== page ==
Friday, March 30: Savithry Namboodiripad (UMich)

This week we will be hosting Savithry Namboodiripad of the University of Michigan. Her work focuses on how language contact affects linguistic variation, in particular constituent order in the world’s languages. Her dissertation examined this question in Malayalam via psycholinguistic experimental methodology (you can read more here: https://escholarship.org/uc/item/2sv6z8bz).

Please see below for information about her talk this Friday, March 30th at 3:30 pm. We will meet in RO 301.

“Contact, variation, and change in constituent order: integrating social and cognitive approaches”

Savithry Namboodiripad (University of Michigan)

Languages vary as to how flexible the order of the major sentential constituents are, and both basic (canonical) constituent order and flexibility are empirical domains which have been described as being particularly susceptible to contact-induced change (e.g., Heine 2008, Friedman 2003, Bickel et al. 2017). However, less is known about the processes by which language contact leads to change in constituent order, and what the role of flexibility might be, if any. Here, I address these topics using an approach to contact-induced change which integrates social and cognitive explanations, and I argue that systematicity in the outcomes of contact-induced change can be at least partially explained by the dynamics of language learning and use in multilingual contexts.
The talk has two main parts: first, I propose and motivate a cross-linguistically valid operational measure of flexibility in constituent order using formal acceptability judgment experiments. I present experiments in English, Malayalam, and Korean which show that this measure yields gradient results that align with what is known about the structure of each language. In addition, I show that speakers of Malayalam and Korean who have more experience with English differ quantitatively but not qualitatively from those who have less experience with English: more experience with English corresponds to a greater preference for canonical SOV order in both Korean and Malayalam.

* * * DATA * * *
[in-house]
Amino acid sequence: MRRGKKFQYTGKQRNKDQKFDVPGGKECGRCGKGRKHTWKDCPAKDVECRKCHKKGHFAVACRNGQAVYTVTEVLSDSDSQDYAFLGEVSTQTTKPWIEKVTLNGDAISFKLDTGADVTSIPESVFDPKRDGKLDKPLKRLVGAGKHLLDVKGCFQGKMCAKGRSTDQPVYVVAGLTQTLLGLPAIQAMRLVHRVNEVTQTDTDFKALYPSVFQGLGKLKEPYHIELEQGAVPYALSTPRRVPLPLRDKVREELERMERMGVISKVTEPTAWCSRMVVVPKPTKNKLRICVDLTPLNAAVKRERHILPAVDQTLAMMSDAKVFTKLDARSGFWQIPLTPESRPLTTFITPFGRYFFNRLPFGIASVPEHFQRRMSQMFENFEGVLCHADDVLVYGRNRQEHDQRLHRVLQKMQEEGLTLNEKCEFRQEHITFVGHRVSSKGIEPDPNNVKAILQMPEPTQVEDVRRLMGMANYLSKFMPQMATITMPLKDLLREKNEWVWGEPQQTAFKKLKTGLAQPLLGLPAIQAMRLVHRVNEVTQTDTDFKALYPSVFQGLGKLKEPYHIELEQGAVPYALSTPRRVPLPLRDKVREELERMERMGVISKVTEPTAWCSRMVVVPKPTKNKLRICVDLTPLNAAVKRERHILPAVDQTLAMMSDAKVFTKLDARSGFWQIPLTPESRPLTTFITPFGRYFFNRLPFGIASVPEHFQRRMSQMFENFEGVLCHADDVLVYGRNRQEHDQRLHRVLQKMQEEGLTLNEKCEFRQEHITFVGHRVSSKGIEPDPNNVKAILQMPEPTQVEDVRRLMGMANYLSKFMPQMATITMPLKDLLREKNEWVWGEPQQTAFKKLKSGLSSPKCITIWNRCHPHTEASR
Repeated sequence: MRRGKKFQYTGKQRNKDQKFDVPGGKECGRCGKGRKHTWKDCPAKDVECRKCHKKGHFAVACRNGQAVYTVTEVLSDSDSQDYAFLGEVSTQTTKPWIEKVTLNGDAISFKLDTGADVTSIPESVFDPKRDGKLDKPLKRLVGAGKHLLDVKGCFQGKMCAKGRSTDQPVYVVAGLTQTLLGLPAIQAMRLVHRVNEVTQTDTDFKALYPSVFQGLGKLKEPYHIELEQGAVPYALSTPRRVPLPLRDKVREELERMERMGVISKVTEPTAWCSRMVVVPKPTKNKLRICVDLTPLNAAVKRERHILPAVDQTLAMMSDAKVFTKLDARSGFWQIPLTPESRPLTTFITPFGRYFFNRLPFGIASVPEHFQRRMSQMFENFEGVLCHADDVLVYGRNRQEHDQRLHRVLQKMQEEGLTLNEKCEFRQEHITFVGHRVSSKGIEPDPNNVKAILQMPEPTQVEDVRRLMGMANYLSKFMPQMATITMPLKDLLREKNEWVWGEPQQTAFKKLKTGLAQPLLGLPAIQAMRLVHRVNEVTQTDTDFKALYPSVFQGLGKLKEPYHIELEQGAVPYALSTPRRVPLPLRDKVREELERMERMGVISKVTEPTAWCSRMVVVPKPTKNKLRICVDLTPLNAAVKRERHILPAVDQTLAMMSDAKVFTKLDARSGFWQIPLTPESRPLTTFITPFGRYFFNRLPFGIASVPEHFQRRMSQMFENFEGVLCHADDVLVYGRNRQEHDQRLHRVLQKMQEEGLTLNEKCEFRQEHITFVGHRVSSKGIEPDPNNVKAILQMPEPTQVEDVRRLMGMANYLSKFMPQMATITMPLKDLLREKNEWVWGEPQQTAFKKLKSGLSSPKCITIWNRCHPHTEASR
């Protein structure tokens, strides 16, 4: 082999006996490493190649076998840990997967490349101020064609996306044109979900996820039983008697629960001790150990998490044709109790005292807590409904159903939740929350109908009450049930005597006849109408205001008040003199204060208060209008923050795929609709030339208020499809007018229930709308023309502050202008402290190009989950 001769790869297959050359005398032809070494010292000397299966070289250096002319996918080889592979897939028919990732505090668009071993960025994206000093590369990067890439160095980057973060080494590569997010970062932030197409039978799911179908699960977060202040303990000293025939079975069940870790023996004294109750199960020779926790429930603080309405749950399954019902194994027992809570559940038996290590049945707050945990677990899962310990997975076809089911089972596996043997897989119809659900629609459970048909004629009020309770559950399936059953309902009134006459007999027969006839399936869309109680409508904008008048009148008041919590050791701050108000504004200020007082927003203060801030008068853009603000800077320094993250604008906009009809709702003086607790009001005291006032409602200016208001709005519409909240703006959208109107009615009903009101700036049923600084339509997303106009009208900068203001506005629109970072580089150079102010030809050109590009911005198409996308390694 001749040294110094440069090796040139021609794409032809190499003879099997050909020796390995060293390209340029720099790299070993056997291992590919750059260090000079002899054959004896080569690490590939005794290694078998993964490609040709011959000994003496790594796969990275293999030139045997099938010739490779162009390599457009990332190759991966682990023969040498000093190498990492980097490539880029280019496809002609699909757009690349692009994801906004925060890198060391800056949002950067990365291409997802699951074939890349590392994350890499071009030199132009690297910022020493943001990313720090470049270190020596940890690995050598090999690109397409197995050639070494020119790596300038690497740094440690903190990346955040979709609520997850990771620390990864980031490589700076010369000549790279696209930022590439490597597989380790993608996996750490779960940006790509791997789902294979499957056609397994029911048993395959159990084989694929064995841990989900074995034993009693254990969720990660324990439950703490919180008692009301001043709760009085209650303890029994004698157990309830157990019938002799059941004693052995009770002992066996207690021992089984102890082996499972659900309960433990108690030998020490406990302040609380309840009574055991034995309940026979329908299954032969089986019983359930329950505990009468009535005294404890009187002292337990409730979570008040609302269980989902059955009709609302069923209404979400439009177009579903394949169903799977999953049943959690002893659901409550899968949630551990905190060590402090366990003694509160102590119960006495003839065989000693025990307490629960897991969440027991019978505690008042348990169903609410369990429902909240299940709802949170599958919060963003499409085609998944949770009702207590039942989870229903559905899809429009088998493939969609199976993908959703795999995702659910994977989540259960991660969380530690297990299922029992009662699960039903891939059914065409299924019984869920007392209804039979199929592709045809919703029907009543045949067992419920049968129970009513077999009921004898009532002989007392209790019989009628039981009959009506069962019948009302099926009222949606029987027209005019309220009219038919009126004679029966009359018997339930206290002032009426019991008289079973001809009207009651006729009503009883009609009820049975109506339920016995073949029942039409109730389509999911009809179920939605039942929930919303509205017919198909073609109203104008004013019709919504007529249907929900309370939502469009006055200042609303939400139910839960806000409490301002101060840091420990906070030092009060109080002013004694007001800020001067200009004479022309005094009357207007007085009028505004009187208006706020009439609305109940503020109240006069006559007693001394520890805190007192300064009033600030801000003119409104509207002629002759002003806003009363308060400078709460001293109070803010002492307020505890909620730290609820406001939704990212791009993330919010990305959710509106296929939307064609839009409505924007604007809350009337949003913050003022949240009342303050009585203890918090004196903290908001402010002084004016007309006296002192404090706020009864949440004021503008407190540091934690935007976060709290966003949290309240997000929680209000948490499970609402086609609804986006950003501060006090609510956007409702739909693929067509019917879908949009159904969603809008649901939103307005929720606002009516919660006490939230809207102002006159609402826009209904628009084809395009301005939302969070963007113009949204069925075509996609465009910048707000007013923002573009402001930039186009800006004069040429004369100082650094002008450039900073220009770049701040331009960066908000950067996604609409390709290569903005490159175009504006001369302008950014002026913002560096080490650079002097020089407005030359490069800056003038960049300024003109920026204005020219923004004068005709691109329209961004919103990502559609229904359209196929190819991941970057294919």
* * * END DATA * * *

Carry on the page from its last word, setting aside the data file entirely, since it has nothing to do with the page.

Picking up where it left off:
In the second part of the talk, I discuss the details of the contact situation for both groups of speakers. The high-contact Malayalam speakers are young people who grew up in post-colonial India where English is an inextricable part of daily life, and English has led to change in Malayalam as spoken in India at all levels of linguistic analysis. The high-contact Korean speakers are English-dominant individuals who grew up in the United States, were schooled in English, and, in some cases, have limited fluency in speaking Korean. Based on the properties of these acceptability judgment experiments, I argue that the similarities between these two contact situations could explain the similar outcomes of contact. On analogy with “frontier conditions” (Nichols 2017), I discuss the potential for common contact outcomes under “post-colonial conditions” and “immigrant conditions” more broadly speaking, and posit that future investigation of these types of speech communities can shed light on other cases of contact-induced phenomena like creoles and mixed languages.
Under this approach, factors like literacy, language attitudes, and language policy are treated as causal variables which shape the contexts in which the languages and varieties in an individual’s repertoire are used and processed. Individuals inherit the social contexts in which they learn and use language (cf. ontogenetic niche). Thus, links between social structure and language structure are derivable from systematic investigation into how languages are differentially processed in multilingual contexts across the lifespan.